How to thin out fruit on your fruit trees

May 31, 2013 by  
Filed under Blog, Fruit Trees

Updated 5-31-2013

Thinning out your fruit trees is the process of removing some of the fruit before it matures. I am taking a slightly different approach to thinning out the fruit on my fruit trees this year. Many of the trees I planted four years ago are finally starting to bear a substantial amount of fruit. Given that I am not spraying them, the dreaded codling moth larvae are a massive problem for me. The most important thing I can do to break the pest cycle is to remove the fruit that the larvae have burrowed into. If this fruit is left on the tree for more than 2 or 3 weeks, then the larvae will be able to complete its lifecycle. In zone 6 where I am, I get about four lifecycles per season. The codling moth can devastate all of an apple and pear crop if you aren’t proactive.


Apple Tree


Every couple of weeks I will be checking my fruit for evidence of entry by the codling moth larvae. They leave a brown mess around their entry point, so they are easy to spot. I had planned on feeding these apples and pears to the chickens, but at this stage the apples and pears are too small and too hard for them to eat. I will wrap them up and dispose of them in the garbage. I hate to throw away anything organic, but I don’t want to risk the larvae continuing its lifecycle. When the apples get larger, I will cut them in half to give to the chickens.


Codling Moth Larvae Damage


When to do it?

Early June or late-May is usually good timing in zone 6 to start. Then check your fruit every couple of weeks for damage from the codling moth or disease.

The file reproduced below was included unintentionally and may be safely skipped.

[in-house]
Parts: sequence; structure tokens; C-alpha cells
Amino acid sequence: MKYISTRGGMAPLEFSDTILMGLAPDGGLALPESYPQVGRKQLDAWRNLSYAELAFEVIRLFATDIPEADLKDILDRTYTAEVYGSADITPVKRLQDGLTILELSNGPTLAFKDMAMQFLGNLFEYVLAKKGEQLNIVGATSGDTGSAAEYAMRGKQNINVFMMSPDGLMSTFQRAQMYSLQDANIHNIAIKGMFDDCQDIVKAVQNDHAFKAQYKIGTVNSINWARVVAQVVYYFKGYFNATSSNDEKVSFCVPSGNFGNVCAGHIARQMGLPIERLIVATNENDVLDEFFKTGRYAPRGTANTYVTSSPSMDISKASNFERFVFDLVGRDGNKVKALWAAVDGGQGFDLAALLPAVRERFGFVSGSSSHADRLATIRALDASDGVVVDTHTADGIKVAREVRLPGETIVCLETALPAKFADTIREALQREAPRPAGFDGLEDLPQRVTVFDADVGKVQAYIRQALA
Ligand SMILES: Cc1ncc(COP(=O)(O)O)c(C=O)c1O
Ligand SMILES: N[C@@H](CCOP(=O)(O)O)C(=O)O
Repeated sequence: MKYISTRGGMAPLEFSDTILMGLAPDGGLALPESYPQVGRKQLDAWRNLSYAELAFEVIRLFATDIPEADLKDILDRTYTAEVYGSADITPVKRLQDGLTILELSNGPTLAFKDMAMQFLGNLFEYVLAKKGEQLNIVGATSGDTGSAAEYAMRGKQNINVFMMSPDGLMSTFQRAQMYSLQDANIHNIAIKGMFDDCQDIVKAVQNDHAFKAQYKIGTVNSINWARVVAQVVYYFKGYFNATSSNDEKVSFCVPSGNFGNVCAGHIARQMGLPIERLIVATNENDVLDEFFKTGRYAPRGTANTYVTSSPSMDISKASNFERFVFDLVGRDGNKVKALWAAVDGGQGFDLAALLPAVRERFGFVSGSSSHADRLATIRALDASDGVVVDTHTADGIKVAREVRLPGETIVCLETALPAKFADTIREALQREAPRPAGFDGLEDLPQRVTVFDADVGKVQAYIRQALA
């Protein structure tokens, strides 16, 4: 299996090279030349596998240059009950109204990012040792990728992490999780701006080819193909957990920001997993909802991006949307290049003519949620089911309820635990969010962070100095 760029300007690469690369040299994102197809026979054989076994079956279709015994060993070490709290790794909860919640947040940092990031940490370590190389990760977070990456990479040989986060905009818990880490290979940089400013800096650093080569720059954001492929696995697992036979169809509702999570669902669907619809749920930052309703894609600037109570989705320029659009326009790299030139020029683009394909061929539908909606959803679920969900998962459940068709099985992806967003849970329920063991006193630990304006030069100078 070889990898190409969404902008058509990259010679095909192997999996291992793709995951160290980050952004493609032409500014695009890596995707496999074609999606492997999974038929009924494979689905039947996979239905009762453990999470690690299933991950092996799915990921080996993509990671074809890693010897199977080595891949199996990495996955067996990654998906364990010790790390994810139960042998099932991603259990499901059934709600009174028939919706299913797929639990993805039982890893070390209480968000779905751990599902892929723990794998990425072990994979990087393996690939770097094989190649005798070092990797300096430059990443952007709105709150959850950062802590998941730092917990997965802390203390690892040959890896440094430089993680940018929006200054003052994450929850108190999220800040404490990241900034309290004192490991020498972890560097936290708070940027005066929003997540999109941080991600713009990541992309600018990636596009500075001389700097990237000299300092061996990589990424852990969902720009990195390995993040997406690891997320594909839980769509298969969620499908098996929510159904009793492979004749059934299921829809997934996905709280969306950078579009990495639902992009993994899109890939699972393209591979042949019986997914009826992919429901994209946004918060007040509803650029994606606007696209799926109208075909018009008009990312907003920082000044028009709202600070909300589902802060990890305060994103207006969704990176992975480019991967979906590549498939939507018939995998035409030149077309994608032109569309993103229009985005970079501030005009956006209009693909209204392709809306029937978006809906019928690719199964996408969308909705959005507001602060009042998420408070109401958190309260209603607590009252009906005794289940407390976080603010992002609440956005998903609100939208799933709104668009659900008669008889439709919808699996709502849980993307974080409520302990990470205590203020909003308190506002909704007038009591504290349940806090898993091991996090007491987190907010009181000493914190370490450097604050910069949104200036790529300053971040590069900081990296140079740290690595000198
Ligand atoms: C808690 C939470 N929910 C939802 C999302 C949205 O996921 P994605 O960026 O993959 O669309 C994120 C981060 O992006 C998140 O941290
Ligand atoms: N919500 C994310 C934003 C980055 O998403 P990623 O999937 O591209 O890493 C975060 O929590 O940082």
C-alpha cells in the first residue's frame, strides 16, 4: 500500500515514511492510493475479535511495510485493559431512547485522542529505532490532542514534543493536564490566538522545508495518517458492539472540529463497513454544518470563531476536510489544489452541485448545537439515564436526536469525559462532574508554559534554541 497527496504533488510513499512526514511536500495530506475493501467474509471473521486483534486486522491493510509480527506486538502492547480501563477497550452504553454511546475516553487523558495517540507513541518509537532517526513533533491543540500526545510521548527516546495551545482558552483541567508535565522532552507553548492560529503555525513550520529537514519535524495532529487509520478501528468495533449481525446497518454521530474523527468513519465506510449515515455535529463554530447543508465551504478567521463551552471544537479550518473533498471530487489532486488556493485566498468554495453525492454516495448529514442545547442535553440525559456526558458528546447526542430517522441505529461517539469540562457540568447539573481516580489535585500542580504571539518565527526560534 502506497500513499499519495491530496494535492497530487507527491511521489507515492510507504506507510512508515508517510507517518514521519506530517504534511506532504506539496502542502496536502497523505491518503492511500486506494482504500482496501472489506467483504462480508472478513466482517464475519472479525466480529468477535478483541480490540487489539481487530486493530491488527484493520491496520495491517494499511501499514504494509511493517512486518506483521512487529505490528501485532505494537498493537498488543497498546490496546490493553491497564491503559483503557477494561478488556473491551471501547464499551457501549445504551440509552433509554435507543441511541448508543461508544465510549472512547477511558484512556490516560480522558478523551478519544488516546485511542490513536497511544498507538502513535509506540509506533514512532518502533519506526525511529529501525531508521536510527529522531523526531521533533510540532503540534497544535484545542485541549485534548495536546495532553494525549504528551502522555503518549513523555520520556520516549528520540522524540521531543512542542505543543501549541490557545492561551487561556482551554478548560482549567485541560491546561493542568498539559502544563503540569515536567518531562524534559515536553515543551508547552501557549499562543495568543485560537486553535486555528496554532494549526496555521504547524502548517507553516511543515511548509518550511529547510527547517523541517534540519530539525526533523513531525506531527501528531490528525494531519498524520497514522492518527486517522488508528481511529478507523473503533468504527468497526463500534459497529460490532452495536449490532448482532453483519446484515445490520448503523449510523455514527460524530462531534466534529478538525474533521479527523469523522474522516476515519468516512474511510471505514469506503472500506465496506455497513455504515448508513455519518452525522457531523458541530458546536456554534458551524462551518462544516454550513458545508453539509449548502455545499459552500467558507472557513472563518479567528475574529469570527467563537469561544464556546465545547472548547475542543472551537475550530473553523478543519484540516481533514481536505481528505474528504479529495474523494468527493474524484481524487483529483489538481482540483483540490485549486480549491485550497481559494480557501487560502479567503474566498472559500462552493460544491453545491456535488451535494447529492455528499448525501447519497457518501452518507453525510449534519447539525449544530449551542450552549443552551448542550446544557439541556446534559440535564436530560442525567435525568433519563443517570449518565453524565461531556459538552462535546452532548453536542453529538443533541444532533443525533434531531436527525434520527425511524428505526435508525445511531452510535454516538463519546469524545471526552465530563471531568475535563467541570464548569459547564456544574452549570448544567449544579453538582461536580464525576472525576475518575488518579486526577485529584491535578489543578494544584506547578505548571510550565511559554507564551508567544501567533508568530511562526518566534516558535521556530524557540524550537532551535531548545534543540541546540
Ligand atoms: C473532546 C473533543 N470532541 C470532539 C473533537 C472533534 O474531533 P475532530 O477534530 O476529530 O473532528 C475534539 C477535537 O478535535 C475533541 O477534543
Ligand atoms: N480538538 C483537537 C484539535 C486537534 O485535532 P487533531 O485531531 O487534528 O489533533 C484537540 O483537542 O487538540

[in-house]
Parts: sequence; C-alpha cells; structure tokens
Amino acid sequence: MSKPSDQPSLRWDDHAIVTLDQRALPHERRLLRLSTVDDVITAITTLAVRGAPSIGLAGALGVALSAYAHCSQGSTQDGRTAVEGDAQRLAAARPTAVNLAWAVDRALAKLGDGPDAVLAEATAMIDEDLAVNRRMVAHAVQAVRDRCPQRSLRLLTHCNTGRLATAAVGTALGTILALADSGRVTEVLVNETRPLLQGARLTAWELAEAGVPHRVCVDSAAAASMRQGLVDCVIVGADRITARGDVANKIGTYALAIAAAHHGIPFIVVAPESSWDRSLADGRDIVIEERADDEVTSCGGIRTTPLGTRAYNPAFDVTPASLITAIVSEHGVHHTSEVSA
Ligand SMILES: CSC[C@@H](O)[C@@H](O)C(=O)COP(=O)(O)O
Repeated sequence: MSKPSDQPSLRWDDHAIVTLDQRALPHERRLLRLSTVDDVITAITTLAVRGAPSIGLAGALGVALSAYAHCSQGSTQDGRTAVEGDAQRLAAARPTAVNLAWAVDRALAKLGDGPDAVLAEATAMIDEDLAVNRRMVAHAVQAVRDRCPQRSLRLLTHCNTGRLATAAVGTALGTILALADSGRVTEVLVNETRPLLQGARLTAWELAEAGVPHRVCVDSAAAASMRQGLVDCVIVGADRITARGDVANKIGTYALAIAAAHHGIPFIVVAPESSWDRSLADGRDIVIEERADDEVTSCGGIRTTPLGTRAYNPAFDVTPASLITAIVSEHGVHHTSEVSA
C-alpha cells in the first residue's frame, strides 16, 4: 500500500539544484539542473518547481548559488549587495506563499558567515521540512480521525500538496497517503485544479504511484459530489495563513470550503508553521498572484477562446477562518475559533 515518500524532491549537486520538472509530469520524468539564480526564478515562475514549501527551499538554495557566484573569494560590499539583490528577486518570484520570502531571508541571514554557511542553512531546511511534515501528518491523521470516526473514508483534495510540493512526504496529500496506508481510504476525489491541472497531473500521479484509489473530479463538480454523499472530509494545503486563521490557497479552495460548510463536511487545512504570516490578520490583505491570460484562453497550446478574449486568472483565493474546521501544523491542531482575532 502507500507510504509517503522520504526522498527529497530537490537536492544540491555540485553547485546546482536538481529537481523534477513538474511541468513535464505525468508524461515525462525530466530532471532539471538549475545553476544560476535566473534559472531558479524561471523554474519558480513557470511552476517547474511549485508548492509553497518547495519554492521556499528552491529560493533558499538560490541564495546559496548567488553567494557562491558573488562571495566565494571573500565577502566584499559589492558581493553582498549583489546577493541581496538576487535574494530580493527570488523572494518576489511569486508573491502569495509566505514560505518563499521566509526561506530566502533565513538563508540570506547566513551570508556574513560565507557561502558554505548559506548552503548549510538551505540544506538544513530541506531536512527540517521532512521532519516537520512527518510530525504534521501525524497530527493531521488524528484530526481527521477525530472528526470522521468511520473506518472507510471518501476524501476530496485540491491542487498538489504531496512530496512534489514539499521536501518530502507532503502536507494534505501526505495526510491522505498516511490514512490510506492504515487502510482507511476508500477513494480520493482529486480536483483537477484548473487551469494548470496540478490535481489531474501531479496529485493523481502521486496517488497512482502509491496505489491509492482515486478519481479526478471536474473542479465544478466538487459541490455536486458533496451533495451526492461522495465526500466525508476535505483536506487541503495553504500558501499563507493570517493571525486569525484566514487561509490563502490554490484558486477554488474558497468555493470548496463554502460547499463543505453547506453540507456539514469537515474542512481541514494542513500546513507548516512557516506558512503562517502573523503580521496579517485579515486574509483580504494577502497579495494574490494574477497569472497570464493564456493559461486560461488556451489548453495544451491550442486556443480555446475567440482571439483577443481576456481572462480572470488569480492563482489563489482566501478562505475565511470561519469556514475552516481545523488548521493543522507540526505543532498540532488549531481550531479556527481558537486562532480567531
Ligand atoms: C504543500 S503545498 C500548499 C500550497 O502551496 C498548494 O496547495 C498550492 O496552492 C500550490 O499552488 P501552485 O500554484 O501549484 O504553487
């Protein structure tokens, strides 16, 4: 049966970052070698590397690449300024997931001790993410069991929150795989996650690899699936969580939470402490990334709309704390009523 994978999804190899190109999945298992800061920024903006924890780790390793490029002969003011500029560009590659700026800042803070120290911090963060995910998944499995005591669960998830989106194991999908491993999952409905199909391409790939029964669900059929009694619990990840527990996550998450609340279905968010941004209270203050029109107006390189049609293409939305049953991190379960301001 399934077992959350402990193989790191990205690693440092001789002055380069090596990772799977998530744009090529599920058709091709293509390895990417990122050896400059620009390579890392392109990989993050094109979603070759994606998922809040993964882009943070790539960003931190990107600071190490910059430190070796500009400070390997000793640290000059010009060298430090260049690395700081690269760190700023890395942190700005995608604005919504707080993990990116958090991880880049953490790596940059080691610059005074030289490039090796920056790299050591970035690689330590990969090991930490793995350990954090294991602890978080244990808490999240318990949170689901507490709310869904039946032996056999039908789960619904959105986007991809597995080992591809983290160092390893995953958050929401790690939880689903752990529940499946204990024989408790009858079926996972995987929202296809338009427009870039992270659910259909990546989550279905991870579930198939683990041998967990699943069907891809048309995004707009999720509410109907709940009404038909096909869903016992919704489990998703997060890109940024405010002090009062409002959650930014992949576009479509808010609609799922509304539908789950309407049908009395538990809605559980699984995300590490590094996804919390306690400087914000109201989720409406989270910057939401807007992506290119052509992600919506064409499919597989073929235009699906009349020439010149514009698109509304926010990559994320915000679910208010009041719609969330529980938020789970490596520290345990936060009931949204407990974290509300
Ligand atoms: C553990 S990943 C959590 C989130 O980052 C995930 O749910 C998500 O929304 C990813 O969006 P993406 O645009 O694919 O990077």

Why bother?

I know it may seem counter intuitive to remove fruit from your trees in order to get more healthy fruit, but that is essentially what happens. When you remove some of the fruit, the remaining fruit will grow larger, and tree limbs can break or be overburdened by too much fruit. Also, it is really important to remove fruit that is infested with the codling moth larvae.


For young trees, the more fruit that is pruned off, the more of the tree’s energy will be sent to the growth development of the tree. This is especially important for sick trees to allow recuperation.


How to thin the fruit?

If you have a tree with multiple fruits clustered together, these should be broken apart to have just one fruit. It is a good idea to shake the branches to get the weak fruit to fall first, then space fruit at least 6 inches apart on the branches. I also remove any diseased or damaged fruit. This approach is great if you do not have a codling moth problem. If you are like me, with a large codling moth problem, I will only remove the diseased fruit, or those fruits infested with codling moth larvae. By doing this every couple of weeks, I will eventually thin the tree out.


Apple clusters before                                                                      After Thinning

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